I am now a research physicist, doing experimental condensed matter physics, but when I was an undergraduate physics major, I got a research job in my sophomore year working for an astrophysicist, for what was nominally 10 hours per week. It is true that getting a Ph.D. in grad school probably requires about 20,000 hours of work, and this is if you start with a physics/astrophysics undergraduate degree, but I was able to start contributing to research with very little background. This was in the early 1990s, and it largely involved writing Fortran programs to analyze time series data from an X-Ray observation satellite. I was directly supervised by a grad student with whom met once a week or so. I can't say that, at the time, I actually understood much of the astrophysics, but it did eventually result in a publication (a conference proceedings paper, that the grad student wrote and on which I was the second author). Although developing an understanding of exactly what's going on with a set of observations, and further, knowing how that understanding fits in with the major unanswered questions in astrophysics does likely require a lot of advanced coursework. (And as someone else pointed out, to learn physics you need to solve hard physics problems, much the same way that to learn to program you need to write code.) But the actual day-to-day carrying out of research does not always require such deep understanding.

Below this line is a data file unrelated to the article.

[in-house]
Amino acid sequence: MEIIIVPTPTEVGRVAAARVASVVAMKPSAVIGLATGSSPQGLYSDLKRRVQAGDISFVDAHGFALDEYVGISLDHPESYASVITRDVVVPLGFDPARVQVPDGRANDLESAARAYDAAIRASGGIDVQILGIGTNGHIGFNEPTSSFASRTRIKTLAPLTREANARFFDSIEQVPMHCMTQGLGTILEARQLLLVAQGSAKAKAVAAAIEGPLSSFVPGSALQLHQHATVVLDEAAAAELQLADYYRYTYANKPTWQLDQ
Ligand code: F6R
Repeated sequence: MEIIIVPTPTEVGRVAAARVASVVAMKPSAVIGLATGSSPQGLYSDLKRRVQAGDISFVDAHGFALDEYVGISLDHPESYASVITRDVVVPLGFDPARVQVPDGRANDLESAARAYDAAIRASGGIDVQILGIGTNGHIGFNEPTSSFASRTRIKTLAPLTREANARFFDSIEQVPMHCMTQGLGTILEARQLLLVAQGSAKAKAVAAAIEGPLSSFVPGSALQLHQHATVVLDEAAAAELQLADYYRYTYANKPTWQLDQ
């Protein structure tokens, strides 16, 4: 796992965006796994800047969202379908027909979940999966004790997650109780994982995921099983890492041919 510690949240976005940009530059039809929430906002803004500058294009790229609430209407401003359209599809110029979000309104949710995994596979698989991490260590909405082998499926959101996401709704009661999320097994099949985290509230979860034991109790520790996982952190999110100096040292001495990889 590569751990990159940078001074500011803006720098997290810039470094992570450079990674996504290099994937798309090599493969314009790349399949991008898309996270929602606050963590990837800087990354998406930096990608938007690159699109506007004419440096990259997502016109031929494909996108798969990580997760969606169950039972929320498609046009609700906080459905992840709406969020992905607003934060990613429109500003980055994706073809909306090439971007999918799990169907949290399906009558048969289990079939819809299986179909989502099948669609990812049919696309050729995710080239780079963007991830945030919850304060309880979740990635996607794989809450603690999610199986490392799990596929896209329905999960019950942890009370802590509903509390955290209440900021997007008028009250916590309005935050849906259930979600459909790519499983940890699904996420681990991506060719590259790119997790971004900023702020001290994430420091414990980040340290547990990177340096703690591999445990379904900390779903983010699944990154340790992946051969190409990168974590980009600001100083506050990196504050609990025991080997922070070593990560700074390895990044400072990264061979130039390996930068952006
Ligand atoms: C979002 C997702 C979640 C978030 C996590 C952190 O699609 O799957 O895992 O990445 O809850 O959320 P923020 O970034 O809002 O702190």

It'd be a long shot, but you might be able to find a researcher who would let you be a sort of unpaid equivalent to an undergraduate researcher. Some professor might have a data set lying around that nobody in his/her research group has had time to tackle. Or there might be a professor who mostly focuses on teaching and whose research program has largely come to a halt but who still is interested in some research questions. It'd probably be more feasible if you were also taking (or took) as a non-traditional student. It's not entirely straightforward: the research output of undergraduate-level researchers is often quite low, and faculty largely do it because it's understood to be an important part of undergraduate training, which would not apply in your case.